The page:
Potassium




Potassium

MELTING POINT: 63.38°C
BOILING POINT: 759°C
DENSITY: 0.862 g/cm 3
MOST COMMON IONS: K +

Potassium is a soft, silvery alkali metal that reacts strongly with water to produce hydrogen gas. The word "potassium" is derived from "potash" or "pot ashes," as Humphry Davy isolated the element in 1807 via the electrolysis of caustic potash, KOH. The element's symbol is derived from kalium (Latin), which originated from qali (Arabic for "alkali"). Currently, potassium metal is generated by the reduction of molten potassium chloride, KCl, with sodium and the use of fractional distillation to separate the resulting mixture. In nature it is never found in its elemental form. Compounds of potassium are found primarily in the minerals sylvite, carnallite, langbeinite, and polyhalite, as well as in the brines of the Dead Sea in Jordan and the Great Salt Lake in Utah. Potassium is the second most abundant alkali metal and the eighth most abundant element in Earth's crust (18,400 ppm). Potassium burns violet in the flame test.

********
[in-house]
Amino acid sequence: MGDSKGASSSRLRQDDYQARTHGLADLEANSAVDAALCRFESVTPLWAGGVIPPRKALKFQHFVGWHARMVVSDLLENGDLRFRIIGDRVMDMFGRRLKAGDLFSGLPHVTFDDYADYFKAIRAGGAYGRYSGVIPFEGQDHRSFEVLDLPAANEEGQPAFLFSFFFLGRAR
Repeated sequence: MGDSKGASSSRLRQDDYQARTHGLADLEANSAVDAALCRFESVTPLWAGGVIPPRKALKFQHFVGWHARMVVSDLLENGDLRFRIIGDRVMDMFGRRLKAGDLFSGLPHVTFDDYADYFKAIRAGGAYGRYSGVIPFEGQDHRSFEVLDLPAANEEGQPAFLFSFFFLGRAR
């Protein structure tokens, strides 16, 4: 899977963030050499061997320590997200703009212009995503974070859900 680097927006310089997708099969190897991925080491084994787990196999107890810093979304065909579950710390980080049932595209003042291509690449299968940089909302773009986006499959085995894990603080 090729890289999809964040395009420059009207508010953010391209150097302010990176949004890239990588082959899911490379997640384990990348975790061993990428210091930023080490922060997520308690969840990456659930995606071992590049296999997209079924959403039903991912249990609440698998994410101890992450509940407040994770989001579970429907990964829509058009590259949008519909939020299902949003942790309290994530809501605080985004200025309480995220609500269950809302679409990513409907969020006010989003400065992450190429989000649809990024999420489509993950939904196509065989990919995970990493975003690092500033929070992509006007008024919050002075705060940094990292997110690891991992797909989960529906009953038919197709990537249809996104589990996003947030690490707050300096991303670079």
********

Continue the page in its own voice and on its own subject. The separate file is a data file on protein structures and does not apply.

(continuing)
The industrial demand for potassium metal is much smaller than that for sodium. Potassium-sodium alloys (which are liquid at room temperature) serve as heat-exchange liquids in the cooling systems of nuclear reactors. Strong bases such as potassium amides and alkoxides are formed from the reaction of potassium with amines and alcohols, respectively.

Compounds of potassium are economically more important than the metal. KCl is used extensively in fertilizers. KOH is used to make liquid soaps and detergents. Potassium nitrate, KNO 3 , serves primarily as an oxidizing agent in gunpowder and pyrotechnics. Potassium superoxide, KO 2 , is used in backup ventilation equipment as it generates oxygen gas in the presence of CO 2 . Potassium ions are essential to plants and animals as many metabolic reactions and pathways depend on their presence.

SEE ALSO Alkali Metals .

Nathan J. Barrows

Bibliography

Emsley, John (2001). Nature's Building Blocks: An A-Z Guide to the Elements. New York: Oxford University Press.

Greenwood, N. N., and Earnshaw, A. (1997). Chemistry of the Elements , 2nd edition. Boston: Butterworth-Heinemann.

Lide, David R., ed. (2000). CRC Handbook of Chemistry & Physics , 81st edition. New York: CRC Press.



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